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Vold Jones Vold History


Vold, Jones & Vold - 'A Look Back In Time'

(parts taken from Darrell Stonehouse of Alberta Beef)
The Vold Brothers (early 1900's)

The year was 1896. The great prairie land rush was in its early beginnings. Only around 2,000 people a year in the previous five years had taken the federal government's bait and traveled west to take advantage of its offer of free land. This was the Alberta Andrew Vold and his family left their home near Oaks, North Dakota to settle in during 1896. The Vold's chose to homestead on a piece of ground around 15 miles east of Ponoka.

"My grandfather set himself up in the cattle and horse business." recalls Ralph Vold. "He was also an auctioneer. He held sales on the farms in the in the surrounding area. He got killed in 1903. He was cutting logs to build a house and a branch broke and hit him in the head. He died before they could reach the hospital in Lacombe. "

While Andrew only lived on the Canadian prairies for seven years, he began what has become a family tradition of selling cattle in Alberta. Over 100 years and four generations later, the Vold's are still at it, marketing livestock raised in the province as well as across North America. Along the way they've grown and changed as the province's beef industry has matured. Today, Vold, Jones & Vold Auction Co. at Ponoka is one of the premiere markets in the country, selling live cattle in three rings simultaneously every Wednesday and moving thousands of head more through the Canadian Satellite Livestock Auction they co-founded with the Fort Macleod-Highwood Auction Co. and Schetzsle Livestock at Veteran. Getting to where they are today has been quite a trip.

"When my grandfather died my dad Nansen, became head of the household," says Ralph. "He was 14 years - old and there were eight kids." Aside from his duties of running the family's horse and cattle business, Nansen followed his fathers footsteps as an auctioneer, again holding sales in the countryside. Like Andrew, Nansen was a self-taught auctioneer without any formal training.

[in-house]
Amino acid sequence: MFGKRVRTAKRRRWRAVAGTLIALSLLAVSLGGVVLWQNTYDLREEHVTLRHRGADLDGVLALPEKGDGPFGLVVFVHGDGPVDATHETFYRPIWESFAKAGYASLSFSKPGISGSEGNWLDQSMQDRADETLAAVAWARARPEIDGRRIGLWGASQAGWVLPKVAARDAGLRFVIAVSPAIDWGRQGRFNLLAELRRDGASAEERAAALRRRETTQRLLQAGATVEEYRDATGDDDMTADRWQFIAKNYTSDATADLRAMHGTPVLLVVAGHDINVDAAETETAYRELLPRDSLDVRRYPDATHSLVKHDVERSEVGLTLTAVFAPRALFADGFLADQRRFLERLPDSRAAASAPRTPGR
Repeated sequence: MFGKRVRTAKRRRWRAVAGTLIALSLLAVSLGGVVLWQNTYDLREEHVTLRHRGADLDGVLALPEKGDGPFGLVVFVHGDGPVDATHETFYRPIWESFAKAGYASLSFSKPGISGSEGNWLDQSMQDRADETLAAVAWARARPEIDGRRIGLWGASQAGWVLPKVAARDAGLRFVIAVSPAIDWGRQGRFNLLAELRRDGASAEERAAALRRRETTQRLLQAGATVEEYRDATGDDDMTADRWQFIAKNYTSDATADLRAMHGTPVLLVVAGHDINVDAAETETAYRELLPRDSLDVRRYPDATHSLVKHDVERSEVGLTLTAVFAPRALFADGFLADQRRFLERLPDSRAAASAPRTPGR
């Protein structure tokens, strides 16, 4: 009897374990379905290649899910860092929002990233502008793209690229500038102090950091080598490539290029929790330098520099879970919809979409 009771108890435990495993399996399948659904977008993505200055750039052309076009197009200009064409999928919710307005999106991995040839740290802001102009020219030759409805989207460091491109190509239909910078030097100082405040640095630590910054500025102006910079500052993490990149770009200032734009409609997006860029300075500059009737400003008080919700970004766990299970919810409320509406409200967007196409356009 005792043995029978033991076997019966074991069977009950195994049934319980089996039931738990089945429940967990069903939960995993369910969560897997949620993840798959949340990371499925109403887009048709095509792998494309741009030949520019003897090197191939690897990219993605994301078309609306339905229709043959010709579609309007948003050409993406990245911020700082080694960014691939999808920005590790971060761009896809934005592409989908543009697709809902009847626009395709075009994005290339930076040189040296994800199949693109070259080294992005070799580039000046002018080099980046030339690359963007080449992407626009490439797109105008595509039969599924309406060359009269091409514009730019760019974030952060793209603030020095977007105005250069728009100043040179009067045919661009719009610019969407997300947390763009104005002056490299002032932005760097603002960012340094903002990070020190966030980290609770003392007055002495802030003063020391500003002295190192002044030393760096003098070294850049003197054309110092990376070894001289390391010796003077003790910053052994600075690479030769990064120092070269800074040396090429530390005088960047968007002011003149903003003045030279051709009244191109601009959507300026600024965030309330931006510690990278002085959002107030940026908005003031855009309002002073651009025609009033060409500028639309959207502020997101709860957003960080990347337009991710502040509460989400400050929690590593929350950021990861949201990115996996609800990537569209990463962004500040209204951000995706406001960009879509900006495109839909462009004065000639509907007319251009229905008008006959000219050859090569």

Nansen and is wife Kirsten had four boys over the years - Norman, Cliff, Ralph and Harry. All were raised on the ranch east of Ponoka. When they came of age, both Norman and Cliff chose to go into the ranching business. Ralph Vold chose to pursue athletics, first playing hockey and then playing baseball in the USA. It was left to Harry to carry on the family tradition of auctioneering.

In 1957 Ralph was playing baseball at Arizona in the Pacific Coast League when he received a phone call from his brother Harry that marked the beginnings of the modern era in cattle marketing for the Volds. "I was 27-years-old and didn't think I could make the major leagues," says Ralph. "Harry was an auctioneer at the Calgary Stockyards. He called me and wanted to know if I was interested in partnering in this market. I said I'm about done with ball and came back." At the time there was a market that had been up and running in Ponoka for about a year that was owned by a partnership of Henry Channon, Charles Palechek and Gordon Stretch.

The Original Market

Local banks wouldn't support the purchase so Ralph and Harry had to get the money privately. They partnered up with Bill and Shorty Jones - their job was to run the office.

Early years of the market were tough slugging. The first sale they sold only 17 cows and four pens of hogs.

"The local market was a tough sell," comments Ralph." We had to pound the country. After three years I talked them into buying an airplane so we could get to more places. That really helped. The biggest thing however was getting buyers to come out here. We hustled and got a lot of good orders in Ontario and the US that proved to be as strong as Edmonton and Calgary."